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Advanced prostate cancer fundamentals - Bruce Kynaston


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Posted on behalf of Bruce Kynaston

1. We must be honest with ourselves.

We must admit to our humanity.

Likewise to the fact we are mortal

2. We have prostate cancer

in its advanced form,

in fact some are in advanced, advanced (meaning no longer responding to ADT).

3. While we are 'up and about' we are capable of having/acquiring one or more of the diseases in the pathology (= study of disease) textbook.

From the above, we are all going to die either because of prostate cancer or with prostate cancer but from some other cause.

Questions then are: How, when, where and why.

How: This is a tricky one, for no matter what we may think at this moment, it is unknown.

That is something that could make one fearful, so it is better not to speculate and not to worry, as it is pointless.

When: If the 'writing on the wall' is getting larger, then time may be shorter.

Where: If one has any say in it, then as the 'when' factor becomes prominent, one could choose. It is probably better to have some thoughts set down even now/soon.

Why: (Refer to the fundamentals.)

Current status.

As a doctor, I could ask: when were you last in your usual state of health?

Think about it, as a good question to be asked.

If you started: when my PSA began to rise, that could be accepted if it referred to the most recent occasion.

Especially if it was quite recent.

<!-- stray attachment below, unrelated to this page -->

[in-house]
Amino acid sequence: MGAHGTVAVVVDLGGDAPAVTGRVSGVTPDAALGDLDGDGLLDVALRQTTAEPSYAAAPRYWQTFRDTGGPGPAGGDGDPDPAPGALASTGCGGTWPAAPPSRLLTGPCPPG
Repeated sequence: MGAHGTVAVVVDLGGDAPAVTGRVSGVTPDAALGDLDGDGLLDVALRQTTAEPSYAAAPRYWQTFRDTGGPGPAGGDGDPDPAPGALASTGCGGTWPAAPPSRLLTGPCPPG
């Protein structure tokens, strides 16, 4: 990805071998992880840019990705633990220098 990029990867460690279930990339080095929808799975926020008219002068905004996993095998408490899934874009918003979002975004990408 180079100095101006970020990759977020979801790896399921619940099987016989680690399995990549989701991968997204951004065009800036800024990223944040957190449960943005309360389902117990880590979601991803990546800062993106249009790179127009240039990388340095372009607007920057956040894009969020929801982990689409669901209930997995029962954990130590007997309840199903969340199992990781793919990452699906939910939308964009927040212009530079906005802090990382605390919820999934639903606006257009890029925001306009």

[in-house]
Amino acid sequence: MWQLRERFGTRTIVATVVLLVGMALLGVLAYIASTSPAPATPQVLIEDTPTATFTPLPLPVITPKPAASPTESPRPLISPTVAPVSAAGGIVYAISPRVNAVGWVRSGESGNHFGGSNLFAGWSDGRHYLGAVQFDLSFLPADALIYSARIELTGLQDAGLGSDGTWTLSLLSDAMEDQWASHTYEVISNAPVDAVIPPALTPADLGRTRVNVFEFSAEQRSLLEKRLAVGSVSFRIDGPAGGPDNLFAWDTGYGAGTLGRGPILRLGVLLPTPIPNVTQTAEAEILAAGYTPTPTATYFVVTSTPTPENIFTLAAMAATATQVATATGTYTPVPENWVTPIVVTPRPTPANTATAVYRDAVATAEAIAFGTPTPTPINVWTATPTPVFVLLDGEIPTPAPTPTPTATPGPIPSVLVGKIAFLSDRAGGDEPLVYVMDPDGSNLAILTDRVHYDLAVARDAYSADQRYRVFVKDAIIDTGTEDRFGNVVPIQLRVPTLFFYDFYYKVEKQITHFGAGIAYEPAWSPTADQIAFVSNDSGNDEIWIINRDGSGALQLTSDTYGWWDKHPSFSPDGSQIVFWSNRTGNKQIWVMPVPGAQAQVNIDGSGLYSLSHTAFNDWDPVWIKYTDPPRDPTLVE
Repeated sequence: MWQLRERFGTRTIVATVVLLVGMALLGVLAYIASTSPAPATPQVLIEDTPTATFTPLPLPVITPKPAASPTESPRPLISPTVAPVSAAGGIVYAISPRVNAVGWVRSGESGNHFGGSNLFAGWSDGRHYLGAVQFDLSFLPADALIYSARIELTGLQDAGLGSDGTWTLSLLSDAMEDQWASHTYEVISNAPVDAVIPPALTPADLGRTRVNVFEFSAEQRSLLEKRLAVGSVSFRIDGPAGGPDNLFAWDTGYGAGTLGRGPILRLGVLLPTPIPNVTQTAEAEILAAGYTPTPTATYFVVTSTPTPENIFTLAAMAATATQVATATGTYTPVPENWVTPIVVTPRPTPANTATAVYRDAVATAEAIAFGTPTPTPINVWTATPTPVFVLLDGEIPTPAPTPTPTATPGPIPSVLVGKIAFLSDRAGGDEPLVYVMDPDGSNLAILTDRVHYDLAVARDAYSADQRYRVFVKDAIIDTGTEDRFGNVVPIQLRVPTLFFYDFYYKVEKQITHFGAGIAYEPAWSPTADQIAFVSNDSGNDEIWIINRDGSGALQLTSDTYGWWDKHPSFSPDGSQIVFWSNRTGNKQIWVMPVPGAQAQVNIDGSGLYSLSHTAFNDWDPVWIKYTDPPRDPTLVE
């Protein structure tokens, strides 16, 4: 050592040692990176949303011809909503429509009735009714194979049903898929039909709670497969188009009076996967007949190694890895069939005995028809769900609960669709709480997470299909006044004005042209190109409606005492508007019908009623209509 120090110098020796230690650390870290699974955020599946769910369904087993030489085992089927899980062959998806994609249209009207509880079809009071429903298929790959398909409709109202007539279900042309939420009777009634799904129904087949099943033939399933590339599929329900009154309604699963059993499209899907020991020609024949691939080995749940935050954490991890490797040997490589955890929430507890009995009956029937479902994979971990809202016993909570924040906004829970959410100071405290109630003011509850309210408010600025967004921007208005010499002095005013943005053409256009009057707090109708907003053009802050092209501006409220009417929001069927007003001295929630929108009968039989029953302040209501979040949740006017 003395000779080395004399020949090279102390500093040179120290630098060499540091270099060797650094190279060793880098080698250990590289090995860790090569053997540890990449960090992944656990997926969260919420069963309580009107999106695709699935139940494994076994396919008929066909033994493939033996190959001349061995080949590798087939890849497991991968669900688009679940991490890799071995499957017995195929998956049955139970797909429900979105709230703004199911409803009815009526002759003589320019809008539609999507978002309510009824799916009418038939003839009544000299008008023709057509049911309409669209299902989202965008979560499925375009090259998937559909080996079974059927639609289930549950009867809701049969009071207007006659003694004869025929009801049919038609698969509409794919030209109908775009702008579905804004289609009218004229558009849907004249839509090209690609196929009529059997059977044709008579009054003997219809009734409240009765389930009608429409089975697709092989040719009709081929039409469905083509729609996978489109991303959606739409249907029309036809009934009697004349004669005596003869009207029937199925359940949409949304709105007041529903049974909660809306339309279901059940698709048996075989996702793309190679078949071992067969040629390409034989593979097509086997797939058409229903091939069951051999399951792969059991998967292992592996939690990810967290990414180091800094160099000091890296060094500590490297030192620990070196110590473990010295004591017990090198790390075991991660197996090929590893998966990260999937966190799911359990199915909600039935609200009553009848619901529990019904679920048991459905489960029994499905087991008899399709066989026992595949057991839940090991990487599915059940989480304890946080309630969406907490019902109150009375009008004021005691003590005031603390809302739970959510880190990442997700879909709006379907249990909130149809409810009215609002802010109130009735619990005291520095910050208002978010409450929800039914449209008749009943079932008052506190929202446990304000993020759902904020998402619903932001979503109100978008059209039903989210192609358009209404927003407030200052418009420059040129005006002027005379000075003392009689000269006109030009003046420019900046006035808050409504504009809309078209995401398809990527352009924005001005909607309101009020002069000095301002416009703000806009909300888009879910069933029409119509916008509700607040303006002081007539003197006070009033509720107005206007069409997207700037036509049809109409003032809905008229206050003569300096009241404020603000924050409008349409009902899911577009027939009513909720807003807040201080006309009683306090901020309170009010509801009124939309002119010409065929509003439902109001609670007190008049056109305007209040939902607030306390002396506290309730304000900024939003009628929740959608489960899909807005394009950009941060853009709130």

I say that because the advanced cancer patient, from my professional experience, lives from day to day.

Most people with whom I had dealings accepted that they had a problem and were doing what they could about it.

If a man with advanced prostate cancer has truly accepted the fact, as above, then he is in a strong position to control his destiny.

It is described as a state of grace.

In that, for one who is up and about, it is possible to contemplate today and compare it with yesterday.

If the comparison indicates: much the same, then that person could make a very positive mental note to make 'this day to be the best day of the rest of my life'.

One lives from day to day.

Such does not prevent one's going to seek a consultant's advice, be it GP or urology/radiation/medical oncologist about any unexplored avenue to follow to improve one's situation.

BK's attitude to palliative care differs from the usual interpretation of 'terminal care'.

Consider (from Wikipedia) 'Palliative care is specialized medical care for people with serious illnesses. It is focused on providing patients with relief from the symptoms, pain, and stress of a serious illness — whatever the prognosis. The goal is to improve quality of life for both the patient and the family.'

I submit it commences the moment your doctor diagnoses incurable cancer, even if that is but a sustained rise in PSA after a previous aggressive treatment in a man thought once to have localised disease.

At that situation one could live from month or year to ….. until.

To be honest as I must be with group members, I believe I am in the category of reactivated prostatic cancer, with a steady rising PSA, but without regard as to where it may be located. I am on this section of the 'club'.

As a former consultant, I am very aware of the need for psychological support, and have left it to the last so it is not unnoticed.

Times are stressful, and help should be sought at any time when pressures dictate. A good doctor should recognise the 'vibes' in the absence of a mention by the man, but it is necessary for a man to seek help if it is needed.

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